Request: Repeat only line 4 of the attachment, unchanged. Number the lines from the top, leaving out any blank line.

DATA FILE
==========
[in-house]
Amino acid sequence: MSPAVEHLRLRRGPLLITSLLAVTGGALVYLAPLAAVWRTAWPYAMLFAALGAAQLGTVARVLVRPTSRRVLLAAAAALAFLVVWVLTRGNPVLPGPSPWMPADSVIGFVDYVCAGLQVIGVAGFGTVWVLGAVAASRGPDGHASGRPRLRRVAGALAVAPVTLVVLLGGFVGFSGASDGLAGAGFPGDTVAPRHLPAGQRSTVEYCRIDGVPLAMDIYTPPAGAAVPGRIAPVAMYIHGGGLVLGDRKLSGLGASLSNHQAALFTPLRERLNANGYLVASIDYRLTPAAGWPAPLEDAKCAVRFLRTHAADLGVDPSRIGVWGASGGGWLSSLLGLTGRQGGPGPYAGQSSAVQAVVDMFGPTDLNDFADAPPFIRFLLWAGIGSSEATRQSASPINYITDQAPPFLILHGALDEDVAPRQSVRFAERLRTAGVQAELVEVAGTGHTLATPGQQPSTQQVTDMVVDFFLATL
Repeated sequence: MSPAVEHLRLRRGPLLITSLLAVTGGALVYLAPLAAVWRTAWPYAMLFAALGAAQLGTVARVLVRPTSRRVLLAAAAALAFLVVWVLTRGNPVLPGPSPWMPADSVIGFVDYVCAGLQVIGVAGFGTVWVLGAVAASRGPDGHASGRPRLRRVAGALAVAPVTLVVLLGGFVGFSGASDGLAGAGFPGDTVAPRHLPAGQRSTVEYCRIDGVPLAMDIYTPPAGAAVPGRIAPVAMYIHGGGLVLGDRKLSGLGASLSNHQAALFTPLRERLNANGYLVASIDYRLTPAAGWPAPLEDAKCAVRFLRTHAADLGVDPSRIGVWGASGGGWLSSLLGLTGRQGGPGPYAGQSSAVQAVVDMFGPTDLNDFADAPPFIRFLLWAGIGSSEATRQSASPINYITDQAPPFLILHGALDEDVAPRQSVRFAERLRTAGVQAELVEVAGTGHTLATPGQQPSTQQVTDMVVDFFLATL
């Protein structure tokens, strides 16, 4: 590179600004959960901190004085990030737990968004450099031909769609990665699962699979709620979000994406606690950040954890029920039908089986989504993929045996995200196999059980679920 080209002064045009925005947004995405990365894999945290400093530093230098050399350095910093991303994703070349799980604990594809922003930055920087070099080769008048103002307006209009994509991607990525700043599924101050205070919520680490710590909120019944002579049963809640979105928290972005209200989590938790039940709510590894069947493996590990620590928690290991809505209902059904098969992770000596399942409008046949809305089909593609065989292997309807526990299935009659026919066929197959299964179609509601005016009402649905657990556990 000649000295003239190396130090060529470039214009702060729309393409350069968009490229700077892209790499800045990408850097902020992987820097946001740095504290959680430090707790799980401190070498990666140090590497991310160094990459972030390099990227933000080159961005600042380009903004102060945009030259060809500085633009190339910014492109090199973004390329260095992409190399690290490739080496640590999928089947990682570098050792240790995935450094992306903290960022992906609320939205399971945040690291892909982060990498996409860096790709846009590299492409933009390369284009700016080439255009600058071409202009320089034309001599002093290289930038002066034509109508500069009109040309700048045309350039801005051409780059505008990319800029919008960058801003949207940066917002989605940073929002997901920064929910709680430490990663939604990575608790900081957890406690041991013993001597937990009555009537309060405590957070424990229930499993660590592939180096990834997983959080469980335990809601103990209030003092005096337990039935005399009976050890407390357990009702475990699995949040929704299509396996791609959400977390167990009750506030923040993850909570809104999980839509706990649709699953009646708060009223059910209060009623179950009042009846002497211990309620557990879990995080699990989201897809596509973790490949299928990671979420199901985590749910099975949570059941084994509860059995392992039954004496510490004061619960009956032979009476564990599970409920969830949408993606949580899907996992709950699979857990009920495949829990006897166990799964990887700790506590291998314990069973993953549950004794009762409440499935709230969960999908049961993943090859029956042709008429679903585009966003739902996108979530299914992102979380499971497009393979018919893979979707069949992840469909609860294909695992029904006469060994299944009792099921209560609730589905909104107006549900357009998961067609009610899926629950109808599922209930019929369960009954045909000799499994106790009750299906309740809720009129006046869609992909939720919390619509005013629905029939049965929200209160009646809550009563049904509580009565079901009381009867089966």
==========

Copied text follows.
């Protein structure tokens, strides 16, 4: 590179600004959960901190004085990030737990968004450099031909769609990665699962699979709620979000994406606690950040954890029920039908089986989504993929045996995200196999059980679920 080209002064045009925005947004995405990365894999945290400093530093230098050399350095910093991303994703070349799980604990594809922003930055920087070099080769008048103002307006209009994509991607990525700043599924101050205070919520680490710590909120019944002579049963809640979105928290972005209200989590938790039940709510590894069947493996590990620590928690290991809505209902059904098969992770000596399942409008046949809305089909593609065989292997309807526990299935009659026919066929197959299964179609509601005016009402649905657990556990 000649000295003239190396130090060529470039214009702060729309393409350069968009490229700077892209790499800045990408850097902020992987820097946001740095504290959680430090707790799980401190070498990666140090590497991310160094990459972030390099990227933000080159961005600042380009903004102060945009030259060809500085633009190339910014492109090199973004390329260095992409190399690290490739080496640590999928089947990682570098050792240790995935450094992306903290960022992906609320939205399971945040690291892909982060990498996409860096790709846009590299492409933009390369284009700016080439255009600058071409202009320089034309001599002093290289930038002066034509109508500069009109040309700048045309350039801005051409780059505008990319800029919008960058801003949207940066917002989605940073929002997901920064929910709680430490990663939604990575608790900081957890406690041991013993001597937990009555009537309060405590957070424990229930499993660590592939180096990834997983959080469980335990809601103990209030003092005096337990039935005399009976050890407390357990009702475990699995949040929704299509396996791609959400977390167990009750506030923040993850909570809104999980839509706990649709699953009646708060009223059910209060009623179950009042009846002497211990309620557990879990995080699990989201897809596509973790490949299928990671979420199901985590749910099975949570059941084994509860059995392992039954004496510490004061619960009956032979009476564990599970409920969830949408993606949580899907996992709950699979857990009920495949829990006897166990799964990887700790506590291998314990069973993953549950004794009762409440499935709230969960999908049961993943090859029956042709008429679903585009966003739902996108979530299914992102979380499971497009393979018919893979979707069949992840469909609860294909695992029904006469060994299944009792099921209560609730589905909104107006549900357009998961067609009610899926629950109808599922209930019929369960009954045909000799499994106790009750299906309740809720009129006046869609992909939720919390619509005013629905029939049965929200209160009646809550009563049904509580009565079901009381009867089966």